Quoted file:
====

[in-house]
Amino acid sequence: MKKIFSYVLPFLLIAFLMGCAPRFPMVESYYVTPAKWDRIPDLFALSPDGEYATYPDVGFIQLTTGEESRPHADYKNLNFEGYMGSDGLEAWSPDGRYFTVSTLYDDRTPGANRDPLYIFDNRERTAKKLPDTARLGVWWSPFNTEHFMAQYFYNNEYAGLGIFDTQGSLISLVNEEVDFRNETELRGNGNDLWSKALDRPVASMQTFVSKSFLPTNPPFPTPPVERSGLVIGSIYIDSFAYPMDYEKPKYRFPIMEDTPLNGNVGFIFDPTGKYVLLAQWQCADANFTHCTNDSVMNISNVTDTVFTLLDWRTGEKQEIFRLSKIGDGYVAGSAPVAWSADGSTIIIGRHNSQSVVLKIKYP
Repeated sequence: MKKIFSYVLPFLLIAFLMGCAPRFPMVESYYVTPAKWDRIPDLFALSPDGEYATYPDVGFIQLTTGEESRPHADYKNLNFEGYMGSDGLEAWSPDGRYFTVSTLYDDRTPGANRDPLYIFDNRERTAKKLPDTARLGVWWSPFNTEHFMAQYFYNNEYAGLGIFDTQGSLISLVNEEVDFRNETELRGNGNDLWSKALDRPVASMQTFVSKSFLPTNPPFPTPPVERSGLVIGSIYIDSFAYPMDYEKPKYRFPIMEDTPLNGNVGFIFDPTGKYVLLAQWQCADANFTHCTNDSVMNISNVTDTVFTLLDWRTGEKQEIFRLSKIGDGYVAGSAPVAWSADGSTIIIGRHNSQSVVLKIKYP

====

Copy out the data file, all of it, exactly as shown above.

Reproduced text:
[in-house]
Amino acid sequence: MKKIFSYVLPFLLIAFLMGCAPRFPMVESYYVTPAKWDRIPDLFALSPDGEYATYPDVGFIQLTTGEESRPHADYKNLNFEGYMGSDGLEAWSPDGRYFTVSTLYDDRTPGANRDPLYIFDNRERTAKKLPDTARLGVWWSPFNTEHFMAQYFYNNEYAGLGIFDTQGSLISLVNEEVDFRNETELRGNGNDLWSKALDRPVASMQTFVSKSFLPTNPPFPTPPVERSGLVIGSIYIDSFAYPMDYEKPKYRFPIMEDTPLNGNVGFIFDPTGKYVLLAQWQCADANFTHCTNDSVMNISNVTDTVFTLLDWRTGEKQEIFRLSKIGDGYVAGSAPVAWSADGSTIIIGRHNSQSVVLKIKYP
Repeated sequence: MKKIFSYVLPFLLIAFLMGCAPRFPMVESYYVTPAKWDRIPDLFALSPDGEYATYPDVGFIQLTTGEESRPHADYKNLNFEGYMGSDGLEAWSPDGRYFTVSTLYDDRTPGANRDPLYIFDNRERTAKKLPDTARLGVWWSPFNTEHFMAQYFYNNEYAGLGIFDTQGSLISLVNEEVDFRNETELRGNGNDLWSKALDRPVASMQTFVSKSFLPTNPPFPTPPVERSGLVIGSIYIDSFAYPMDYEKPKYRFPIMEDTPLNGNVGFIFDPTGKYVLLAQWQCADANFTHCTNDSVMNISNVTDTVFTLLDWRTGEKQEIFRLSKIGDGYVAGSAPVAWSADGSTIIIGRHNSQSVVLKIKYP